• HBV infection;
  • liver fibrosis;
  • noninvasive markers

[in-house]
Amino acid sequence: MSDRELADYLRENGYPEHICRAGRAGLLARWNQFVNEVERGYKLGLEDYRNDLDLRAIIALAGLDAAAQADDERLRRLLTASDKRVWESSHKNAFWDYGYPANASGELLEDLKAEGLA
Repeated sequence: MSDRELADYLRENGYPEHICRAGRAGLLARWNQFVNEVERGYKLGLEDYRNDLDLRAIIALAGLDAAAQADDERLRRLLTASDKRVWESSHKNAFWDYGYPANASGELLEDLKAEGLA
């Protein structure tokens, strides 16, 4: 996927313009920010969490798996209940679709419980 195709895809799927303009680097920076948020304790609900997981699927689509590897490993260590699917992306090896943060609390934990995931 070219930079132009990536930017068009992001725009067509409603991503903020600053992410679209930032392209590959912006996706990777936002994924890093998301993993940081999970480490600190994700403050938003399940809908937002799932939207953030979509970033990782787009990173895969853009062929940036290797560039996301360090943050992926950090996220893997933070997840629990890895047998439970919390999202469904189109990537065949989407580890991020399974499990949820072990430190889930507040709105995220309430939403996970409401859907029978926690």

Significant liver disease has been reported in chronic hepatitis B patients with normal alanine aminotransferase (ALT). Liver biopsy (LB) is the current gold standard for assessing hepatic inflammation and fibrosis in patients with chronic HBV. However, associated risks have led to the development of noninvasive models. Their utility in patients with normal ALT is unknown. FIB-4 and aspartate aminotransferase (AST)-to-platelet ratio index (APRI) were calculated for patients with chronic HBV infection undergoing biopsy. The performance of each model and AUROC for predicting significant fibrosis (Scheuer's score ≥ S2) were determined for the entire cohort and stratified by elevated (≥50 U/L) and normal ALT. Two-hundred and thirty-one liver biopsies were included. The number of patient with normal ALT was 140, and 22.1% had significant fibrosis. The AUROC curve for patients with normal ALT was 0.81 for FIB-4 and 0.80 for APRI, compared with 0.71 for FIB-4 and 0.72 for APRI for those with mildly elevated ALT level. The sensitivity, specificity, positive predictive value (PPV) and negative predictive value (NPV) of FIB-4 were 0.63, 0.88, 0.61 and 0.93, for patients with normal ALT; the values for APRI were 0.40, 0.88, 0.33 and 0.93. Both FIB-4 and APRI are useful for identification of those without significant fibrosis. However, because they have poor PPV, LB will continue to be used for assessment of HBV-infected patients with normal ALT and mildly elevated ALT.